Darius had cut Alexander’s line of communication; the Macedonians could not retreat. Since the Persian fleet still dominated the eastern Mediterranean, they could not resupply. Darius had but to hold the line of the Pinarus to ensure victory; he did not have to win the coming battle. He just had to make sure that he did not lose. For the Macedonians and their allies it was a matter of victory or death.

Alexander, finding it hard to believe that Darius was now astride his communications with his whole army, for it might have been just a raid or diversion, sent off some of his Hetairoi in a small ship to reconnoiter the gulf of Issus. It must have taken a few hours for them to sail north and then back to Myriandrus, for when they returned and reported the presence of the Persians, Alexander called his officers together for a pep talk. Alexander reminded the Macedonians how the Persians on multiple occasions had undertaken to conquer their lands, destroy their cities, and violate sacred laws and rights of men and gods, reported Curtius. This time, the tables were turned on the Persians, and the Macedonians should exchange their infertile mountain lands for the rich fields and pastures of the Persians.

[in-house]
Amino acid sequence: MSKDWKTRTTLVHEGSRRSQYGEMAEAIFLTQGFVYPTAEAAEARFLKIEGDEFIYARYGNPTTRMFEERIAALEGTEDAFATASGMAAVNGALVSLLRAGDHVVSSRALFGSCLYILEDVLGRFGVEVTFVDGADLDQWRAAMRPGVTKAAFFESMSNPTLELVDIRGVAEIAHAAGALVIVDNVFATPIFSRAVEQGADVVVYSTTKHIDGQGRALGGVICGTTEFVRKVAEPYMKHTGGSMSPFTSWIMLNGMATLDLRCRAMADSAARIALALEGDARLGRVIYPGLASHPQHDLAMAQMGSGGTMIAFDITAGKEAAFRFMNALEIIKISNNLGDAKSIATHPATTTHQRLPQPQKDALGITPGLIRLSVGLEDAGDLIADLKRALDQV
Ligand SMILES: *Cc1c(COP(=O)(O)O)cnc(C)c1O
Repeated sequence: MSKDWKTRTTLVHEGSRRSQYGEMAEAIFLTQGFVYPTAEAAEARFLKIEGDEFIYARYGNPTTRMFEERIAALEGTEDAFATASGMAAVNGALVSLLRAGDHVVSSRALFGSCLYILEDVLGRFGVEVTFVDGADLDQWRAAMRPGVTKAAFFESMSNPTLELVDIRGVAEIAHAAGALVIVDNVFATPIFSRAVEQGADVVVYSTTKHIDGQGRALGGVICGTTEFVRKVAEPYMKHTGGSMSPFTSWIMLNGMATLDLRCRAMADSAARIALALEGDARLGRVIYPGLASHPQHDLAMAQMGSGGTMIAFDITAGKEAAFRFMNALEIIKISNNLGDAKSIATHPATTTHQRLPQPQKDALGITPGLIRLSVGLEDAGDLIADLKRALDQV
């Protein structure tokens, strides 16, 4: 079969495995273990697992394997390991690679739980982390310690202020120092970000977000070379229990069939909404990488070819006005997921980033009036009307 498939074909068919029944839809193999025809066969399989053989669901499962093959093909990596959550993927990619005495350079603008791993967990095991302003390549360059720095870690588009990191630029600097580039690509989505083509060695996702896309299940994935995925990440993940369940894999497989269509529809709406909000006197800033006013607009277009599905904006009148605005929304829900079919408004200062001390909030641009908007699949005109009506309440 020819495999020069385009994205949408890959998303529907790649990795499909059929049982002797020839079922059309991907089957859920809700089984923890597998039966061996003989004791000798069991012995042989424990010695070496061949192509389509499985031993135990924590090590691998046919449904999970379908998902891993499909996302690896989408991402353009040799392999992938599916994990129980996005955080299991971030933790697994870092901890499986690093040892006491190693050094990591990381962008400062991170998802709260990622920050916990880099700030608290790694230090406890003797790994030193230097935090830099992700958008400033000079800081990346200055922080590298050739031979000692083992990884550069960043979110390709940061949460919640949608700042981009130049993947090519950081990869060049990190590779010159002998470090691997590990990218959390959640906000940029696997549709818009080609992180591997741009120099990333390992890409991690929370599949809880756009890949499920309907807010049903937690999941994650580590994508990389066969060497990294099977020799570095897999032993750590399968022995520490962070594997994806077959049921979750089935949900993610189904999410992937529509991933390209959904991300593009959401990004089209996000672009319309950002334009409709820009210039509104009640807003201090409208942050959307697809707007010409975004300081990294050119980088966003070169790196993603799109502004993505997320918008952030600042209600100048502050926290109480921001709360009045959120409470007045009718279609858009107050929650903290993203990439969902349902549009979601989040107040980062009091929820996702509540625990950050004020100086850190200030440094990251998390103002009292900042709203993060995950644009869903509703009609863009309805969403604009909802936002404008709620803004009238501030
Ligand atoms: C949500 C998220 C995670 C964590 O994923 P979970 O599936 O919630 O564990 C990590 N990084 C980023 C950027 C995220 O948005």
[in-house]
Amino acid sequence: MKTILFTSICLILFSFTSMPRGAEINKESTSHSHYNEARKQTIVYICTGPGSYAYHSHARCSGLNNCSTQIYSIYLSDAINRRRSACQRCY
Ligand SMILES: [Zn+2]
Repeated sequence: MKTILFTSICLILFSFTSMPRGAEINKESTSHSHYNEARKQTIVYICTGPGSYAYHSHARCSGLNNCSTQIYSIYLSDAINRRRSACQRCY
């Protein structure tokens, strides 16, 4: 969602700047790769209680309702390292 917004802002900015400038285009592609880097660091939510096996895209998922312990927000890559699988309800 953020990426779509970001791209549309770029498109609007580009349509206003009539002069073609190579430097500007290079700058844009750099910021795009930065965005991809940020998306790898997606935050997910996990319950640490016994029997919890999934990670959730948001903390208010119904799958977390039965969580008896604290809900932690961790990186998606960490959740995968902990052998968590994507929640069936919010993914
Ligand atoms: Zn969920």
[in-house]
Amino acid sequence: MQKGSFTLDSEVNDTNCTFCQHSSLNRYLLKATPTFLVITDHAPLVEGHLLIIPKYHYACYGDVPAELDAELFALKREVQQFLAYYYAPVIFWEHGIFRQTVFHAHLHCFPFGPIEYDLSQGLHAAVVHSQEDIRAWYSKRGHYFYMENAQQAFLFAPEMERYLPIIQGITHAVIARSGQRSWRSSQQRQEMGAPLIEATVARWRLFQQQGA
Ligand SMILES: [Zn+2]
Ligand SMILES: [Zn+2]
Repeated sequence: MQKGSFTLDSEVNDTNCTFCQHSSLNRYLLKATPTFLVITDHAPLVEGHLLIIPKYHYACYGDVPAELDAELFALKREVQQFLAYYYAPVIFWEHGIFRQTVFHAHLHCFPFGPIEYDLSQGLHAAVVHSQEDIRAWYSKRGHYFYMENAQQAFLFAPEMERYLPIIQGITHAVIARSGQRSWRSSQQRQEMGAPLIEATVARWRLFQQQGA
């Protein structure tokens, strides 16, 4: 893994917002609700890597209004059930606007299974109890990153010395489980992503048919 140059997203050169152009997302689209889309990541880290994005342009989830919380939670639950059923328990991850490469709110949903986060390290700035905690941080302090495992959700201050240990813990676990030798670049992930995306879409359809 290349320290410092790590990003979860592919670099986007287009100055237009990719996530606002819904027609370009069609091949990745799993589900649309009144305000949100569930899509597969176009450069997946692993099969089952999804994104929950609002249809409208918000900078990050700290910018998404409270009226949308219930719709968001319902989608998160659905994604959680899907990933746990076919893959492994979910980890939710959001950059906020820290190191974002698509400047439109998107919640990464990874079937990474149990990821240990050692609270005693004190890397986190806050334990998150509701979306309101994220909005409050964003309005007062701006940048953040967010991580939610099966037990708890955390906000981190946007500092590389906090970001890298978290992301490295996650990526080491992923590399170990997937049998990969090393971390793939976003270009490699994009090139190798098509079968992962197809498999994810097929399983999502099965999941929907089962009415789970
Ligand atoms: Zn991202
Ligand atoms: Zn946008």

It must have been late in the day by then, so Alexander ordered the men to have dinner while he sent ahead some cavalry and archers to secure the southern end of the Pillars of Jonah. When it was dark, he followed with most of the army. It is probable that he left in Myriandrus, to guard the Beilan Pass, the allied Greeks, who are not mentioned in the sources regarding the actual battle, and some cavalry just in case Darius had left a corps behind to attack Alexander’s rear. The fact that Darius did not is a further indication of the small size of the Persian army.

At this point, Alexander was probably leading north about 25,000 infantry: 12,000 in the phalanx, 5,000 heavy-armed mercenaries, 7,000 light-armed infantry, and 5,000 cavalry. Darius probably did outnumber Alexander in cavalry and light troops, but the armies were roughly equal in professional heavy infantry, or what Arrian calls hoplites. Both sides were headed for a fateful rendezvous at the River Pinarus; Darius got there first, probably around the time the Macedonians were eating dinner.

The Pinarus is the modern Payas River in Turkey, and Callisthenes describes its course as it bisects the battlefield: “There is at this place an interval not more than four and ten stadia from the sea till to the foothills of the mountain [about 2,800 yards]. Through this extends the aforementioned river at an angle.”

From the mouth of the Pinarus upstream for about 500 meters the river bed is bordered by low banks ranging from 1 to 2 meters in height, according to a 20th-century geological survey. For the next 1,000 meters the river is only five to 15 meters wide with steep banks. Farther inland, the banks are extremely steep, but about 2,740 meters from the mouth of the river is a narrow ford. Cavalry could have crossed the Pinarus near its mouth. Where the banks were steep, infantry could have crossed but not cavalry. Where the banks were extremely steep, neither cavalry nor infantry could have crossed, except at the ford.

In a war council, Alexander told his generals that they would soon possess the fertile lands of the Persians.